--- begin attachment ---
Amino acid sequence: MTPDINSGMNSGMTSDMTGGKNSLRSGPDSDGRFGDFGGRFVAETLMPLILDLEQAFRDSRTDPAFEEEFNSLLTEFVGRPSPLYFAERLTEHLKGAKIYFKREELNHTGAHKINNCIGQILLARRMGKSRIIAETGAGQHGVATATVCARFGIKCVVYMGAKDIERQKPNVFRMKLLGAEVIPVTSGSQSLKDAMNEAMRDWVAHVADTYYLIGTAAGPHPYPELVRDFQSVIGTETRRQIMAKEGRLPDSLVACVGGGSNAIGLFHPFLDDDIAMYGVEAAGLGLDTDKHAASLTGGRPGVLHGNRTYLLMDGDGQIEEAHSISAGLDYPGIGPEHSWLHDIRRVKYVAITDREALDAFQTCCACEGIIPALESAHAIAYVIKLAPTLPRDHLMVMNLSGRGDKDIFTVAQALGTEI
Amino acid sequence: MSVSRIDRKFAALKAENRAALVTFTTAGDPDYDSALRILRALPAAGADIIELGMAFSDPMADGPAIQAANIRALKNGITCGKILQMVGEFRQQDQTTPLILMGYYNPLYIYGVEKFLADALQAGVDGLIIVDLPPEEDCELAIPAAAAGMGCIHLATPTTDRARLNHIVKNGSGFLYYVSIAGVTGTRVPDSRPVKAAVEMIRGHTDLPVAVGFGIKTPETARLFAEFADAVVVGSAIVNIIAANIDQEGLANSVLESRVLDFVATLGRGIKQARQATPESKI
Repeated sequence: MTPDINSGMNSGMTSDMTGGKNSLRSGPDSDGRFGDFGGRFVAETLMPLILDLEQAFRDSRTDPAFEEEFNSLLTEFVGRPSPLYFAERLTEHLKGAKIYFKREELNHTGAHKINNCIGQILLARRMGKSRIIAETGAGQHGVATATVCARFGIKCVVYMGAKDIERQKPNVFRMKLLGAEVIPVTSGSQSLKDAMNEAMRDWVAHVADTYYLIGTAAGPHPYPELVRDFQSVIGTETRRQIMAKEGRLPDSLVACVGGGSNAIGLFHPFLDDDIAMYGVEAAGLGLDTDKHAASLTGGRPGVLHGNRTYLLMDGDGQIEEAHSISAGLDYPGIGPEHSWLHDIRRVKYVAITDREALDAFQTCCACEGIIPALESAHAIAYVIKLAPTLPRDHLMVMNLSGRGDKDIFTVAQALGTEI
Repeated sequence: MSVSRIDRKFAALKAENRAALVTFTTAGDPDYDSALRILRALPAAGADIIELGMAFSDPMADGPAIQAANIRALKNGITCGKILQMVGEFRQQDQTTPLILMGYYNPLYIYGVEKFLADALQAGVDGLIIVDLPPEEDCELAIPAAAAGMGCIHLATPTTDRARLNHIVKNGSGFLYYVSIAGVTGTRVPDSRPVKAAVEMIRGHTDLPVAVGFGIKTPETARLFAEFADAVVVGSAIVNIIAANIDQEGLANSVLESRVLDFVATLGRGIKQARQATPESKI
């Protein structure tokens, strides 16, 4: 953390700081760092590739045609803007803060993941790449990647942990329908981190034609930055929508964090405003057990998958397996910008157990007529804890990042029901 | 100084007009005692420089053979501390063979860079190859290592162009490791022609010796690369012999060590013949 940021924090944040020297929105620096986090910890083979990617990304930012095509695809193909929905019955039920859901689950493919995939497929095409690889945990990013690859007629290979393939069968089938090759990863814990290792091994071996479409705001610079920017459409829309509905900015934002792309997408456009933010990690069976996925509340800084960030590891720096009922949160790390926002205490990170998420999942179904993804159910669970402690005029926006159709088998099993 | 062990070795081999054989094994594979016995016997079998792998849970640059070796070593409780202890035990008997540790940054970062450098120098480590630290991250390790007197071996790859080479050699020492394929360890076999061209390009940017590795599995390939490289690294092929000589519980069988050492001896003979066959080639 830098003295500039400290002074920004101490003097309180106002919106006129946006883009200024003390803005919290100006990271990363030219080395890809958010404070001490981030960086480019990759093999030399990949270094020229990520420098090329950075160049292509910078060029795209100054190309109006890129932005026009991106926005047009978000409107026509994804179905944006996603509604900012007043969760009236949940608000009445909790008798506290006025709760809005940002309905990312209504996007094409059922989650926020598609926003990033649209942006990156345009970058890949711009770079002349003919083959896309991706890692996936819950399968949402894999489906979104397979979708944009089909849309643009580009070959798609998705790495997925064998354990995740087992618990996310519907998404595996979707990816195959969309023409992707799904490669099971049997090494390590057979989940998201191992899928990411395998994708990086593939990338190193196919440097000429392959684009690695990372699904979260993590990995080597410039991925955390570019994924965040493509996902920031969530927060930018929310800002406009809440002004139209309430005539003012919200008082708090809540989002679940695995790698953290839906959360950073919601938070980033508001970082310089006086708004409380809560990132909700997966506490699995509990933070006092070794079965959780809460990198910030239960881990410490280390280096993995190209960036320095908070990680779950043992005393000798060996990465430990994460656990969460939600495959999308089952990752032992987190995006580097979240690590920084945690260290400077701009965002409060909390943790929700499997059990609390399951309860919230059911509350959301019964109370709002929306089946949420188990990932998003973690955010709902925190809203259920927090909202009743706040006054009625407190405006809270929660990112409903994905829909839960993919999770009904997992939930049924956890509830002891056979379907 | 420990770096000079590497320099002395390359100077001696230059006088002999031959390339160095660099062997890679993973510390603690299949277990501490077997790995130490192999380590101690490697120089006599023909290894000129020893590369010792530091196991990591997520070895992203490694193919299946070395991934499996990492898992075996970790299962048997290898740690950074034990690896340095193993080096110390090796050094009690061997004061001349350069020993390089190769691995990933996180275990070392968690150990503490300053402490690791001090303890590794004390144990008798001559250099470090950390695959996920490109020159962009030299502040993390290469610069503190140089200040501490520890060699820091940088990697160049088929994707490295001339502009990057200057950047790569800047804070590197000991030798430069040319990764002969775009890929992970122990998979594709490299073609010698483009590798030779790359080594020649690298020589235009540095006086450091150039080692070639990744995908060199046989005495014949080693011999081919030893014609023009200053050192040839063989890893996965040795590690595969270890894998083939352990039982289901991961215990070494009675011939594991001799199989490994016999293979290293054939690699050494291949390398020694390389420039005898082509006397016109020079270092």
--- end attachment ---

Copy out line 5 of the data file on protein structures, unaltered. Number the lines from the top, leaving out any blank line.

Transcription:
């Protein structure tokens, strides 16, 4: 953390700081760092590739045609803007803060993941790449990647942990329908981190034609930055929508964090405003057990998958397996910008157990007529804890990042029901 | 100084007009005692420089053979501390063979860079190859290592162009490791022609010796690369012999060590013949 940021924090944040020297929105620096986090910890083979990617990304930012095509695809193909929905019955039920859901689950493919995939497929095409690889945990990013690859007629290979393939069968089938090759990863814990290792091994071996479409705001610079920017459409829309509905900015934002792309997408456009933010990690069976996925509340800084960030590891720096009922949160790390926002205490990170998420999942179904993804159910669970402690005029926006159709088998099993 | 062990070795081999054989094994594979016995016997079998792998849970640059070796070593409780202890035990008997540790940054970062450098120098480590630290991250390790007197071996790859080479050699020492394929360890076999061209390009940017590795599995390939490289690294092929000589519980069988050492001896003979066959080639 830098003295500039400290002074920004101490003097309180106002919106006129946006883009200024003390803005919290100006990271990363030219080395890809958010404070001490981030960086480019990759093999030399990949270094020229990520420098090329950075160049292509910078060029795209100054190309109006890129932005026009991106926005047009978000409107026509994804179905944006996603509604900012007043969760009236949940608000009445909790008798506290006025709760809005940002309905990312209504996007094409059922989650926020598609926003990033649209942006990156345009970058890949711009770079002349003919083959896309991706890692996936819950399968949402894999489906979104397979979708944009089909849309643009580009070959798609998705790495997925064998354990995740087992618990996310519907998404595996979707990816195959969309023409992707799904490669099971049997090494390590057979989940998201191992899928990411395998994708990086593939990338190193196919440097000429392959684009690695990372699904979260993590990995080597410039991925955390570019994924965040493509996902920031969530927060930018929310800002406009809440002004139209309430005539003012919200008082708090809540989002679940695995790698953290839906959360950073919601938070980033508001970082310089006086708004409380809560990132909700997966506490699995509990933070006092070794079965959780809460990198910030239960881990410490280390280096993995190209960036320095908070990680779950043992005393000798060996990465430990994460656990969460939600495959999308089952990752032992987190995006580097979240690590920084945690260290400077701009965002409060909390943790929700499997059990609390399951309860919230059911509350959301019964109370709002929306089946949420188990990932998003973690955010709902925190809203259920927090909202009743706040006054009625407190405006809270929660990112409903994905829909839960993919999770009904997992939930049924956890509830002891056979379907 | 420990770096000079590497320099002395390359100077001696230059006088002999031959390339160095660099062997890679993973510390603690299949277990501490077997790995130490192999380590101690490697120089006599023909290894000129020893590369010792530091196991990591997520070895992203490694193919299946070395991934499996990492898992075996970790299962048997290898740690950074034990690896340095193993080096110390090796050094009690061997004061001349350069020993390089190769691995990933996180275990070392968690150990503490300053402490690791001090303890590794004390144990008798001559250099470090950390695959996920490109020159962009030299502040993390290469610069503190140089200040501490520890060699820091940088990697160049088929994707490295001339502009990057200057950047790569800047804070590197000991030798430069040319990764002969775009890929992970122990998979594709490299073609010698483009590798030779790359080594020649690298020589235009540095006086450091150039080692070639990744995908060199046989005495014949080693011999081919030893014609023009200053050192040839063989890893996965040795590690595969270890894998083939352990039982289901991961215990070494009675011939594991001799199989490994016999293979290293054939690699050494291949390398020694390389420039005898082509006397016109020079270092």